Practice Areas - Equitable Distribution

Practice Areas

Equitable Distribution

Generally, in Pennsylvania, property acquired after the date of marriage through the final date of separation is marital.  However, certain exceptions exist.  For example, if any property was inherited by or gifted to a spouse during the marriage, the initial gift/inheritance is not marital, but the growth/increase in value on the gift/inheritance will be marital.  Any property owned on the date of marriage, is likewise excluded, but if the pre-marital property gains value during the marriage, that gain is likely marital. 

When facing divorce, spouses will need to decide how to divide the property that is marital between themselves, which is the largest part of the divorce process.  Pennsylvania will divide property through a process known as equitable distribution. The distribution of the property between the spouses will not necessarily be equal but instead will be divided according to the  factors set forth at 23 Pa.C.S.A. §3502.

Essentially, the court recognizes financial and non-financial contributions each spouse may make to the acquisition of assets during the marriage and will divide the property on account of those contributions.  The court will also consider each spouse’s future ability to acquire assets/provide for themselves individually once the divorce is final.

The most common assets considered are: real estate, bank accounts, investment accounts, tangible personal property, automobiles, boats, businesses, and retirement accounts. However, the term “marital assets” broadly includes anything else that was acquired after the parties’ date of marriage through a final date of separation.

Whatever issues may exist, or may arise in your case as it progresses, you can feel confident that Gibson Family Law has all of the resources, knowledge, and expertise needed to counsel you through the entire divorce process.

How do I find out about my spouse’s assets?

During the divorce process, you will have the right and/or the obligation to ask and/or provide all of the relevant financial information to the other party so that you and your spouse can work with your attorneys to identify the marital assets, to value the marital assets, and to ultimately agree on how to divide those assets, or if no agreement is reached, ask the court to divide those assets.

Many of my clients come into the divorce process without any information about their joint marital finances because they trusted their spouse to manage the financial aspects of their marriage.  Not knowing what you have or do not have as you face the life-changing event of divorce can be extremely unsettling.  I have counseled hundreds of clients through that process and a large part of my role as your attorney will be arming you with all of the information you need to make the best financial decisions for yourself after the divorce is final.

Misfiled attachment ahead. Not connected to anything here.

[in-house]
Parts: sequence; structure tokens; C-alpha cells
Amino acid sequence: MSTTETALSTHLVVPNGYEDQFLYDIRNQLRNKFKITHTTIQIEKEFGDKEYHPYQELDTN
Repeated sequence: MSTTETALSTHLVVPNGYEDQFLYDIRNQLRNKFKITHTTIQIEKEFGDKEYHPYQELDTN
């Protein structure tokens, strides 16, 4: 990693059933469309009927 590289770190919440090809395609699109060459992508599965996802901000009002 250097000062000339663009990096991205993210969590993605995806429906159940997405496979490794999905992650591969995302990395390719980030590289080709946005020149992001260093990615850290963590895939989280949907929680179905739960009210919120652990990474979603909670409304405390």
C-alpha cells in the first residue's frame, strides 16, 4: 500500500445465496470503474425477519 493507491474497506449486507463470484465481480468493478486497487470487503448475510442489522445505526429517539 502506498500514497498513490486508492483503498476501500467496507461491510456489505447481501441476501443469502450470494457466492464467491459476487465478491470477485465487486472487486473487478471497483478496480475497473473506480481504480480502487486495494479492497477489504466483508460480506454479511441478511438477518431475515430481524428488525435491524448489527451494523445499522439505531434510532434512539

For those who managed the finances and have all of the information, my role is to help you produce the documents and information that is necessary to move through the divorce process in an informed manner. 

For all of my clients my goal is to complete the discovery part of the process efficiently and cost-effectively so that we can focus on the most important aspect of your case, which is the final division of the marital assets we identify in the discovery phase.

I work with a team of financial experts, such as forensic accountants, pension valuators, business valuators, and the like to ensure we value your assets or your spouse’s assets accurately and that we have uncovered all of the assets that exist.

What are the Equitable Distribution Factors?

1)  The length of the marriage.

(2)  Any prior marriage of either party.

(3)  The age, health, station, amount and sources of income, vocational skills, employability, estate, liabilities and needs of each of the parties.

(4)  The contribution by one party to the education, training or increased earning power of the other party.

(5)  The opportunity of each party for future acquisitions of capital assets and income.

(6)  The sources of income of both parties, including, but not limited to, medical, retirement, insurance or other benefits.

(7)  The contribution or dissipation of each party in the acquisition, preservation, depreciation or appreciation of the marital property, including the contribution of a party as homemaker.

(8)  The value of the property set apart to each party.

(9)  The standard of living of the parties established during the marriage.

(10)  The economic circumstances of each party at the time the division of property is to become effective.

(10.1)  The Federal, State and local tax ramifications associated with each asset to be divided, distributed or assigned, which ramifications need not be immediate and certain.

(10.2)  The expense of sale, transfer or liquidation associated with a particular asset, which expense need not be immediate and certain.

(11)  Whether the party will be serving as the custodian of any dependent minor children.


Pennsylvania is a “no-fault divorce” state.

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Equitable Distribution

Pennsylvania divides assets equitably not equally

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There are two categories of custody: physical and legal

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Child Support

Child Support is given to the custodial parent.

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Spousal Support/APL

Spousal Support is paid while separated but still married.

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Alimony is support received after a divorce is final.

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